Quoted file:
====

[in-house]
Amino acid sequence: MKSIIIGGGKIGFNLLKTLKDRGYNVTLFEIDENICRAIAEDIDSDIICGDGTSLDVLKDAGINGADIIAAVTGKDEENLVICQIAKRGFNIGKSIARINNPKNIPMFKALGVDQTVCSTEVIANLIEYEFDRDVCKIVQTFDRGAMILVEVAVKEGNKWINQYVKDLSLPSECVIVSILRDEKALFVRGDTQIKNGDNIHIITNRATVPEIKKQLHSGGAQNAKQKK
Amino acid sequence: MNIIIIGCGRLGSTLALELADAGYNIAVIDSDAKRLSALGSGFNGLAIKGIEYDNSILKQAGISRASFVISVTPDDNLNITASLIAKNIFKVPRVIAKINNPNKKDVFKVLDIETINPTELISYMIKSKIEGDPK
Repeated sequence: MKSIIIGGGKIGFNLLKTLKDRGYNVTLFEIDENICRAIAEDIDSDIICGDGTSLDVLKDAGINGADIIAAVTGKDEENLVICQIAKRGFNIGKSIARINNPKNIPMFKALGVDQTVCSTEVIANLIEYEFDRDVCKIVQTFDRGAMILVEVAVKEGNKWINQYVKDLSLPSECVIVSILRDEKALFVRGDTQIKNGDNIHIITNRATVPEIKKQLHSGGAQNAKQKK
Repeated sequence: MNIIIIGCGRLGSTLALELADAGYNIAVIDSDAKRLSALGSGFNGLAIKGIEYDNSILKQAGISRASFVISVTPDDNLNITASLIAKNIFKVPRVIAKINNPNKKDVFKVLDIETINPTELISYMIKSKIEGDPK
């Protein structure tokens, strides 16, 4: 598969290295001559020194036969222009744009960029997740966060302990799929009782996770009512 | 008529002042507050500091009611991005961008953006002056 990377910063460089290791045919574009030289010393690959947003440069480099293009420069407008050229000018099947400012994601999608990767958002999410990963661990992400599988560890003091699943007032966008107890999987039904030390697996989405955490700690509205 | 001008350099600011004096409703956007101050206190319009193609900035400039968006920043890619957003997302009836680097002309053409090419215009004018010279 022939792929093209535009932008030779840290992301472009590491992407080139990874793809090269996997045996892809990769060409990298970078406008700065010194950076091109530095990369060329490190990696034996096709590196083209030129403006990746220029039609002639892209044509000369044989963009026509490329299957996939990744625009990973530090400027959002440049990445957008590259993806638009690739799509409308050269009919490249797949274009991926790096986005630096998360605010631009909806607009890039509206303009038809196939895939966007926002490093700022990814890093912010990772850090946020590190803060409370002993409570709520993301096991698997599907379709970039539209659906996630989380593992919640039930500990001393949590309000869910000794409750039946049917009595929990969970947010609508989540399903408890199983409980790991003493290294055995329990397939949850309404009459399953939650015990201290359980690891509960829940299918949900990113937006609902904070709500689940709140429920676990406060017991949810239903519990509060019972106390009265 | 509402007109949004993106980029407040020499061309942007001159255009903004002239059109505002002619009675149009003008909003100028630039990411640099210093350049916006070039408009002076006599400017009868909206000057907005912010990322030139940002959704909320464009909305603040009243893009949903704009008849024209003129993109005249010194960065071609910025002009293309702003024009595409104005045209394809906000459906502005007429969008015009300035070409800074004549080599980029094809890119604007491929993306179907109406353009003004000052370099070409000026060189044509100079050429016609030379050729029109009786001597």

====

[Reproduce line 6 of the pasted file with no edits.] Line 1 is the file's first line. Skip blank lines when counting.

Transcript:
């Protein structure tokens, strides 16, 4: 598969290295001559020194036969222009744009960029997740966060302990799929009782996770009512 | 008529002042507050500091009611991005961008953006002056 990377910063460089290791045919574009030289010393690959947003440069480099293009420069407008050229000018099947400012994601999608990767958002999410990963661990992400599988560890003091699943007032966008107890999987039904030390697996989405955490700690509205 | 001008350099600011004096409703956007101050206190319009193609900035400039968006920043890619957003997302009836680097002309053409090419215009004018010279 022939792929093209535009932008030779840290992301472009590491992407080139990874793809090269996997045996892809990769060409990298970078406008700065010194950076091109530095990369060329490190990696034996096709590196083209030129403006990746220029039609002639892209044509000369044989963009026509490329299957996939990744625009990973530090400027959002440049990445957008590259993806638009690739799509409308050269009919490249797949274009991926790096986005630096998360605010631009909806607009890039509206303009038809196939895939966007926002490093700022990814890093912010990772850090946020590190803060409370002993409570709520993301096991698997599907379709970039539209659906996630989380593992919640039930500990001393949590309000869910000794409750039946049917009595929990969970947010609508989540399903408890199983409980790991003493290294055995329990397939949850309404009459399953939650015990201290359980690891509960829940299918949900990113937006609902904070709500689940709140429920676990406060017991949810239903519990509060019972106390009265 | 509402007109949004993106980029407040020499061309942007001159255009903004002239059109505002002619009675149009003008909003100028630039990411640099210093350049916006070039408009002076006599400017009868909206000057907005912010990322030139940002959704909320464009909305603040009243893009949903704009008849024209003129993109005249010194960065071609910025002009293309702003024009595409104005045209394809906000459906502005007429969008015009300035070409800074004549080599980029094809890119604007491929993306179907109406353009003004000052370099070409000026060189044509100079050429016609030379050729029109009786001597």